Among the students studying Arabic in Palestine are twenty internationals working with TIPH, The Temporary International Presence in Hebron. TIPH staff are selected from the six countries that have provided finance and functioned as observers for the mission since its establishment in 1994. Observer countries include Denmark, Sweden, Turkey, Italy and Switzerland, coordinated by Norway.
TIPH has been working with the Excellence Centre for two years, renewing the contract every three months. A new coordinator for the programme is introduced every 6 months, and a new set of students enrolled.
Founded in the wake of the Hebron massacre 1994, TIPH was established with the aim of providing a sense of security for the Palestinian people living in Hebron and of supporting the partners’ efforts to improve relations.
This goal is to be achieved through a mandate which requires TIPH to report on breaches of agreements between the Palestinian Authority (PA) and the Government of Israel on Hebron, as well as violations of international humanitarian law and international human rights law.
An excellent grasp of Palestinian dialect is required for a number of TIPH roles. For staff of the Operation Division, understanding of dialect is vital to fulfil their main task of patrolling Hebron to report on daily life. A TIPH Arabic speaker mans the mission’s Operation Division on a 24-hour basis, responding to reports from residents and from Observers who patrol seven days a week.
Erik Sundblad, TIPH Research Officer, has been responsible for relations between the mission and Excellence Centre, since taking on the role of Coordinator three months ago. ‘TIPH staff members begin classes at the Centre almost straight away’, he said, following ‘a few weeks introductory course with TIPH’. Only absolute beginners in Arabic learn Fusha, he said, otherwise, ‘we encourage everyone to take Palestinian dialect in order to communicate with locals’.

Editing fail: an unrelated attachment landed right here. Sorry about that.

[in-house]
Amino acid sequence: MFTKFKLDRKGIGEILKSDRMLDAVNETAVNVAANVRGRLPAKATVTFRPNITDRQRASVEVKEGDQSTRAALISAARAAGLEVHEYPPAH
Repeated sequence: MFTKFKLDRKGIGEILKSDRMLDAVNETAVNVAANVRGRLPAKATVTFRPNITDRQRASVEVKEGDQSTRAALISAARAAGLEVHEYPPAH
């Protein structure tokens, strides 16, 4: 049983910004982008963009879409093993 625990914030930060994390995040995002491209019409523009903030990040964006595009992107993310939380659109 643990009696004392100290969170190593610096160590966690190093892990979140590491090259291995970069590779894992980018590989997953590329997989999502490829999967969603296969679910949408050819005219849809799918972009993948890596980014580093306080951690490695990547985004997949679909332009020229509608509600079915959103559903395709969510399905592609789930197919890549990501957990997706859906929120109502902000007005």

As a Research Officer, Erik is responsible for analyzing information collected by Observers, and compiling and writing reports. Although he uses Arabic rarely, relative to his previous Operational role, ‘I am still expected to know and use it where necessary’, he said. ‘I enjoy the classes, and it’s not just useful for me, but essential’ ‘There are a lot of ways to acquire knowledge of the dialect,’ he said, ‘but lessons are without doubt the most efficient’.
Linguistic specialist, Maren, from Norway, arrived in Hebron a year ago to work with TIPH following a degree in Middle Eastern studies, and time spent in Egypt learning dialect. ‘I had problems with understanding Palestinian dialect at first’, she said, so ‘I took on average three classes a week to improve’. A typical class might involve discussing recent news stories, as well as Palestinian and Arab culture. ‘We might watch a music video’, she said, or the famous Syrian TV series, ‘qalam hamra’ (lipstick).
There are other positives to the Excellence Centre, Erik said. ‘It’s very friendly; you can come before class and stay after class and hang out. You meet a lot of people here’, he said, ‘volunteers, staff, students… there’s a big mix’, and it’s a kind of hub for internationals’.
‘[The staff at the Centre] are also really attentive to our needs,’ Erik said. ‘In our job, it’s really important to have flexibility, because you schedule changes from day to day. And our relationship gets better and better as they’re more aware of what we want, and we have a better understanding of what we want to provide staff’.
The Excellence Centre’s mission is to help promote peaceful relations through cultural and educational exchange, and to develop the Palestinian community through the participation of highly trained Palestinians in the global labour force. Excellence Centre is proud to work with TIPH and to support the mission’s goal to promote stability, economic development and the well-being of the Palestinian population of Hebron.